At this point, we must refer to the definition of a suitable education: it must meet the needs of the child according to his age, ability and aptitude, and in order to render him capable of living within the community in which he is raised. We could add in a bit from European Human Rights legislation, about suitability being determined by parental wishes, but this is cold comfort in the face of the increasing requirement to provide evidence of suitability, particularly when you throw in the LEAs' previously notoriously unreliable interpretation of suitability of education.

Ho hum. Various sensible redrafts have been suggested, but I'm not getting my hopes up.

The only hope that remains, is that LEAs will realise that there are so many HEors out there with unique and tricky learning styles, that the ptb would be mad to insist on a single criteria of suitability, since this would mean that all these kids could end up back in school, needing loads of expensive specialist help, or else requiring the imprisonment of hundreds of hardworking and successfully educating HE parents.

4 comments:

merry said...

Honestly, i don't see quite how this differs from what we already live under. 1a is dependant by use of the leading "and..." at its end on 1b. ie if they aren't in school and aren't receiving a suitable education. We already have to exist within the 3 A's (and probably quite rightly so since we don't actually want children working as skivvies in family businesses)and we already are expected to show evidence of that, in practise if not in law.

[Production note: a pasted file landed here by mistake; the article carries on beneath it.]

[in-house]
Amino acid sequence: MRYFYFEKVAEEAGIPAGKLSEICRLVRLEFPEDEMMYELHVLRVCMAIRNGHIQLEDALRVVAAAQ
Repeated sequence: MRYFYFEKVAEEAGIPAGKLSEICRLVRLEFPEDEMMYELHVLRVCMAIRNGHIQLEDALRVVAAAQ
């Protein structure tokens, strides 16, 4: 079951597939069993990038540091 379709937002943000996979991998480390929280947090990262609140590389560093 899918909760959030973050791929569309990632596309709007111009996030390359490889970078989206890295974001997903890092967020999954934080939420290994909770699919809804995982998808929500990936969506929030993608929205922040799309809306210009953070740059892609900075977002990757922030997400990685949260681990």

I agree that all these things want vwatching and dissecting, but i'm not totally sure i see anything overtly sinister in this one. If Mr 'eyeball' cvan do as he does within the current law, i don't see this will make it much worse for those people who live with tricky LEAs.

I'll be moving soon, within my city. I won't even bother to try ad shake off the LEA because i can't be bothered to deal with the fallout if they catch me again. If i left the country or county, yes i'd attempt to hide but so far i've managed to have a reasonable and distant relationship with my LEA - and they are far from perfect.

Carlotta said...

Hi Merry,

I think I agree with your thoughts as re the situation regarding assessment of suitability. It may, in effect, mean very little, though I do worry that if more is legislated for, ie: we automatically have to prove suitability, as opposed to only having to do so in the situation of it appearing that it is not happening, the LEAs will take this as a remit to investigate the issue of suitability much more extensively.